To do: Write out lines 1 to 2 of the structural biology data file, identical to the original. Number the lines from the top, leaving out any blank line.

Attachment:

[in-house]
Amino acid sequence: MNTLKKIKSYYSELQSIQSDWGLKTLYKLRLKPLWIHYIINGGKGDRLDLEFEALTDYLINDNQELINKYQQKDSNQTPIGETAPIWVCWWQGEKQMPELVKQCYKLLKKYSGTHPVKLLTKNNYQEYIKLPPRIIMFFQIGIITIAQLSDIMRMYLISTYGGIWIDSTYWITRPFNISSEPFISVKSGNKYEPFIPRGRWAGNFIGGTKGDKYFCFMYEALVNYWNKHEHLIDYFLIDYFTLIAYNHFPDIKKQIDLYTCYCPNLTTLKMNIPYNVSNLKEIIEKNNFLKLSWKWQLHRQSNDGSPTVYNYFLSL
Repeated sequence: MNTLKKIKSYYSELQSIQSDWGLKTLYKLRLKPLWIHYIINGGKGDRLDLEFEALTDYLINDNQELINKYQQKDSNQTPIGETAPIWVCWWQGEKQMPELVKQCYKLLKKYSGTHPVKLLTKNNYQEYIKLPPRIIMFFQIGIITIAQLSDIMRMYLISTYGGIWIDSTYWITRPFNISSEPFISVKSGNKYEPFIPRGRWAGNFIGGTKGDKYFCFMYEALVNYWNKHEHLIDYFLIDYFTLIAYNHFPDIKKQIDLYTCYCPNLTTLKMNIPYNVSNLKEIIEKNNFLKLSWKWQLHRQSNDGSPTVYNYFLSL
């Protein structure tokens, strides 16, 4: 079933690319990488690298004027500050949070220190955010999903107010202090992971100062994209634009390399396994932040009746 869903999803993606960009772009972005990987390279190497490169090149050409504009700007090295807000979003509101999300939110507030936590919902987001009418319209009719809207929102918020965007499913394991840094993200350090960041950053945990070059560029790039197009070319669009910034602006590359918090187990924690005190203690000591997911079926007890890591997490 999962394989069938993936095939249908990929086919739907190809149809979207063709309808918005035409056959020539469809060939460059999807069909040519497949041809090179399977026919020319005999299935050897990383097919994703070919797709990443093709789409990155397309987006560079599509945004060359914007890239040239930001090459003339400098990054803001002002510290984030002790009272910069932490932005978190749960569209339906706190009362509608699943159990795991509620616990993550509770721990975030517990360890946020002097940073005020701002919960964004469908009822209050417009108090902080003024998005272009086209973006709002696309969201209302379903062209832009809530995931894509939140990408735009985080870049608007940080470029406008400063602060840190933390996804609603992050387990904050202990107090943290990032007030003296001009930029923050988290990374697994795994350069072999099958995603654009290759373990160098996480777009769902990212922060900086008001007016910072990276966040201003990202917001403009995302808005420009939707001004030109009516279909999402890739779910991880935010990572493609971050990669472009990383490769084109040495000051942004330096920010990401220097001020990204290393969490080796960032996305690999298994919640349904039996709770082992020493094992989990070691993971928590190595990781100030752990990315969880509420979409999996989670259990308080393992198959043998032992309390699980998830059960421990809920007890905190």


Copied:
[in-house]
Amino acid sequence: MNTLKKIKSYYSELQSIQSDWGLKTLYKLRLKPLWIHYIINGGKGDRLDLEFEALTDYLINDNQELINKYQQKDSNQTPIGETAPIWVCWWQGEKQMPELVKQCYKLLKKYSGTHPVKLLTKNNYQEYIKLPPRIIMFFQIGIITIAQLSDIMRMYLISTYGGIWIDSTYWITRPFNISSEPFISVKSGNKYEPFIPRGRWAGNFIGGTKGDKYFCFMYEALVNYWNKHEHLIDYFLIDYFTLIAYNHFPDIKKQIDLYTCYCPNLTTLKMNIPYNVSNLKEIIEKNNFLKLSWKWQLHRQSNDGSPTVYNYFLSL